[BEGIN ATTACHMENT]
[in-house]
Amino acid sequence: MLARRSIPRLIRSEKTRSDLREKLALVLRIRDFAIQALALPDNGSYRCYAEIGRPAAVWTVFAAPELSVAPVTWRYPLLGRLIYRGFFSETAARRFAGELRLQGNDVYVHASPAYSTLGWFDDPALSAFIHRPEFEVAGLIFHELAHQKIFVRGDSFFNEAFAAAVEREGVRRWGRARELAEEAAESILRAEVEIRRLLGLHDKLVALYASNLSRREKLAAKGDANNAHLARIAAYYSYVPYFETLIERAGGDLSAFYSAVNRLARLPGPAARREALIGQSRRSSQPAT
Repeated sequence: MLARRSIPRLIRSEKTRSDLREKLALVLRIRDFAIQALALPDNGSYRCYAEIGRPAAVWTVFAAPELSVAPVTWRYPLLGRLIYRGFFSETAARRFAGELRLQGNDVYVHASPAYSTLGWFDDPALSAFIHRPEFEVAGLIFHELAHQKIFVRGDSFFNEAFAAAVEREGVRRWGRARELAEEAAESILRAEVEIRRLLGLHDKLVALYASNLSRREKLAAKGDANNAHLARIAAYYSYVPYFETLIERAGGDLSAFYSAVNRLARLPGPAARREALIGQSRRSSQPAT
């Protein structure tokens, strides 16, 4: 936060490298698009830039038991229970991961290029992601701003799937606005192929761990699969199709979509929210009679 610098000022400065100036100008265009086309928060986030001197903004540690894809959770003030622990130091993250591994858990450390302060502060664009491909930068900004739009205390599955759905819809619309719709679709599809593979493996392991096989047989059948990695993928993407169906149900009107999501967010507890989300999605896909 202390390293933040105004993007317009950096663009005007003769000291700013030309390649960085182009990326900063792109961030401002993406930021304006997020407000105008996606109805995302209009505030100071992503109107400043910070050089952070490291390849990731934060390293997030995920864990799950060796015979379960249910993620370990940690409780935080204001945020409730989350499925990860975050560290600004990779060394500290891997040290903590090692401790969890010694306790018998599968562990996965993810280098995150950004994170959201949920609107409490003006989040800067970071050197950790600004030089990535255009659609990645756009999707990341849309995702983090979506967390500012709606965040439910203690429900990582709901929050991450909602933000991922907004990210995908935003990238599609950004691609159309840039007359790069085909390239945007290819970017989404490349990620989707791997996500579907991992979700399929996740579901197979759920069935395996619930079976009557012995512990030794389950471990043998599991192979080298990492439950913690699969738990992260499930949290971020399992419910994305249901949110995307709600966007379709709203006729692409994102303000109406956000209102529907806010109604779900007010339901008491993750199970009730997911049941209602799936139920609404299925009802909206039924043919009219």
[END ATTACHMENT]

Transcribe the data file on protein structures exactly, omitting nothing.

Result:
[in-house]
Amino acid sequence: MLARRSIPRLIRSEKTRSDLREKLALVLRIRDFAIQALALPDNGSYRCYAEIGRPAAVWTVFAAPELSVAPVTWRYPLLGRLIYRGFFSETAARRFAGELRLQGNDVYVHASPAYSTLGWFDDPALSAFIHRPEFEVAGLIFHELAHQKIFVRGDSFFNEAFAAAVEREGVRRWGRARELAEEAAESILRAEVEIRRLLGLHDKLVALYASNLSRREKLAAKGDANNAHLARIAAYYSYVPYFETLIERAGGDLSAFYSAVNRLARLPGPAARREALIGQSRRSSQPAT
Repeated sequence: MLARRSIPRLIRSEKTRSDLREKLALVLRIRDFAIQALALPDNGSYRCYAEIGRPAAVWTVFAAPELSVAPVTWRYPLLGRLIYRGFFSETAARRFAGELRLQGNDVYVHASPAYSTLGWFDDPALSAFIHRPEFEVAGLIFHELAHQKIFVRGDSFFNEAFAAAVEREGVRRWGRARELAEEAAESILRAEVEIRRLLGLHDKLVALYASNLSRREKLAAKGDANNAHLARIAAYYSYVPYFETLIERAGGDLSAFYSAVNRLARLPGPAARREALIGQSRRSSQPAT
């Protein structure tokens, strides 16, 4: 936060490298698009830039038991229970991961290029992601701003799937606005192929761990699969199709979509929210009679 610098000022400065100036100008265009086309928060986030001197903004540690894809959770003030622990130091993250591994858990450390302060502060664009491909930068900004739009205390599955759905819809619309719709679709599809593979493996392991096989047989059948990695993928993407169906149900009107999501967010507890989300999605896909 202390390293933040105004993007317009950096663009005007003769000291700013030309390649960085182009990326900063792109961030401002993406930021304006997020407000105008996606109805995302209009505030100071992503109107400043910070050089952070490291390849990731934060390293997030995920864990799950060796015979379960249910993620370990940690409780935080204001945020409730989350499925990860975050560290600004990779060394500290891997040290903590090692401790969890010694306790018998599968562990996965993810280098995150950004994170959201949920609107409490003006989040800067970071050197950790600004030089990535255009659609990645756009999707990341849309995702983090979506967390500012709606965040439910203690429900990582709901929050991450909602933000991922907004990210995908935003990238599609950004691609159309840039007359790069085909390239945007290819970017989404490349990620989707791997996500579907991992979700399929996740579901197979759920069935395996619930079976009557012995512990030794389950471990043998599991192979080298990492439950913690699969738990992260499930949290971020399992419910994305249901949110995307709600966007379709709203006729692409994102303000109406956000209102529907806010109604779900007010339901008491993750199970009730997911049941209602799936139920609404299925009802909206039924043919009219």